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According to, “The hamburger seems to have made its jump from plate to bun in the last decades of the 19th century, though the site of this transformation is highly contested. Lunch wagons, fair stands and roadside restaurants in Wisconsin, Connecticut, Ohio, New York and Texas have all been put forward as possible sites of the hamburger’s birth. Whatever its genesis, the burger-on-a-bun found its first wide audience at the 1904 St. Louis World’s Fair, which also introduced millions of Americans to new foods ranging from waffle ice cream cones and cotton candy to peanut butter and iced tea.

“Two years later, though, disaster struck in the form of Upton Sinclair’s journalistic novel The Jungle, which detailed the unsavory side of the American meatpacking industry. Industrial ground beef was easy to adulterate with fillers, preservatives and meat scraps, and the hamburger became a prime suspect.

“The hamburger might have remained on the seamier margins of American cuisine were it not for the vision of Edgar ‘Billy’ Ingram and Walter Anderson, who opened their first White Castle restaurant in Kansas in 1921.”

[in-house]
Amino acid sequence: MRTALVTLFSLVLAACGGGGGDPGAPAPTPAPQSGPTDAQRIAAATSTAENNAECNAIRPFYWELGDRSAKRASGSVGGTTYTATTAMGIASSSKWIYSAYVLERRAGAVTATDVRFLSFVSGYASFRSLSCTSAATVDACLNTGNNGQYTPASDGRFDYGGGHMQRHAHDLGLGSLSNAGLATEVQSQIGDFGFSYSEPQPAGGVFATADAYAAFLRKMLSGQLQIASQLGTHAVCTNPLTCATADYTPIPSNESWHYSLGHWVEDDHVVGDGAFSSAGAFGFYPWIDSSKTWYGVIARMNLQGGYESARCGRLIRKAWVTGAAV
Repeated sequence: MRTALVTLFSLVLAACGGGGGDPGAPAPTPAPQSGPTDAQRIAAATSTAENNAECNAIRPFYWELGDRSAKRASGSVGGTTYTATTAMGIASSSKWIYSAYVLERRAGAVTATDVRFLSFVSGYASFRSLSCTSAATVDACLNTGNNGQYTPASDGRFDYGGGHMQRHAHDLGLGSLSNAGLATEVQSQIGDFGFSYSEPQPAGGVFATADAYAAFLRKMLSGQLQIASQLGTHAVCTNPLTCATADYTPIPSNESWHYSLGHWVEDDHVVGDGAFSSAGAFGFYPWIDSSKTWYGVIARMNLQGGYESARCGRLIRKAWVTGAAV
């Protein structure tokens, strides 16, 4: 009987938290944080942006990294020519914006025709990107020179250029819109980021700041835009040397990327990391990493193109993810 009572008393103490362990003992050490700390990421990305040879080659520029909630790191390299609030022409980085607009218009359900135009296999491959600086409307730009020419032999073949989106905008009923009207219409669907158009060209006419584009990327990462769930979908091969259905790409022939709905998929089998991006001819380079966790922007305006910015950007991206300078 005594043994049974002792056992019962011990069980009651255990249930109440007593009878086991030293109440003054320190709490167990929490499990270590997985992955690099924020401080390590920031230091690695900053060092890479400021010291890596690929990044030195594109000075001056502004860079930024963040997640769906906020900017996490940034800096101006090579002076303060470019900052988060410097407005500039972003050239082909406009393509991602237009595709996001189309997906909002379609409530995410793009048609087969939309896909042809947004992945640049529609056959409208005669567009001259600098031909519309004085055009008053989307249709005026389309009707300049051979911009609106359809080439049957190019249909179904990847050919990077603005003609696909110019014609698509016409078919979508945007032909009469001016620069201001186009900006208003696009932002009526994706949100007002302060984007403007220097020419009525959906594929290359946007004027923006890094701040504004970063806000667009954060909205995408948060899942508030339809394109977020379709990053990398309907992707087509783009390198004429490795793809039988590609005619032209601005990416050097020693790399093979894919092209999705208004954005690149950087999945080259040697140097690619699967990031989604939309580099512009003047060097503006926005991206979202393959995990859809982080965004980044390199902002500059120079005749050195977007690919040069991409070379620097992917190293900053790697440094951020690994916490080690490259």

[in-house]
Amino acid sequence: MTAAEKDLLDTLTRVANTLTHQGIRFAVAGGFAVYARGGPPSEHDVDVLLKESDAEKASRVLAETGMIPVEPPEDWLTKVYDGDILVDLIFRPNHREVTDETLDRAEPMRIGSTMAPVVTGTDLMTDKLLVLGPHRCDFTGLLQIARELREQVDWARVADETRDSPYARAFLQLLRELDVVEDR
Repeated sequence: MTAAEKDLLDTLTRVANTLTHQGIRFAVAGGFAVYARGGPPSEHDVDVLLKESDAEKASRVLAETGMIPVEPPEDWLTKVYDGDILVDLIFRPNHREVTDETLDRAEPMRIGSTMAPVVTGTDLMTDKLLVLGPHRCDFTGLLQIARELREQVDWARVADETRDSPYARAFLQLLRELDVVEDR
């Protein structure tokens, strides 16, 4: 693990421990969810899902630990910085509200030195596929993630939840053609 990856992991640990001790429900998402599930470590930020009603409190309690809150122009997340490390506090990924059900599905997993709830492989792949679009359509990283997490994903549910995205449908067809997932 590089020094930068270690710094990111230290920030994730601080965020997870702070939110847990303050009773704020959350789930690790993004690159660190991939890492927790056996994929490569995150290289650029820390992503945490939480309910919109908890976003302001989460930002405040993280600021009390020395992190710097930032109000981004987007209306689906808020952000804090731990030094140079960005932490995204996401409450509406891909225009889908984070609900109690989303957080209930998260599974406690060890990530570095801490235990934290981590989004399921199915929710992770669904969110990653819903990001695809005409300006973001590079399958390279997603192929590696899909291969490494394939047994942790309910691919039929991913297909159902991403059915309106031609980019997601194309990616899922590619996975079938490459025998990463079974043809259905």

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Key Stats

Source: 2012 Economic Census.

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Note: The table above is cropped at the bottom. Click on the image to see the full table that has 2,028 rows and covers the United States, all 50 states and the District of Columbia. The 2017 Economic Census data releases are September 2019 to December 2021.

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More Stats

Source: Monthly Retail Trade and Food Services (1992-2019).

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Source: 2016 County Business Patterns.

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From the Library:

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From the Newsroom:

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Source: 2012 Economic Census.

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Note: Data collection for the 2017 Economic Census takes place from May 1 to June 12, 2018. Data releases are September 2019 to December 2021.

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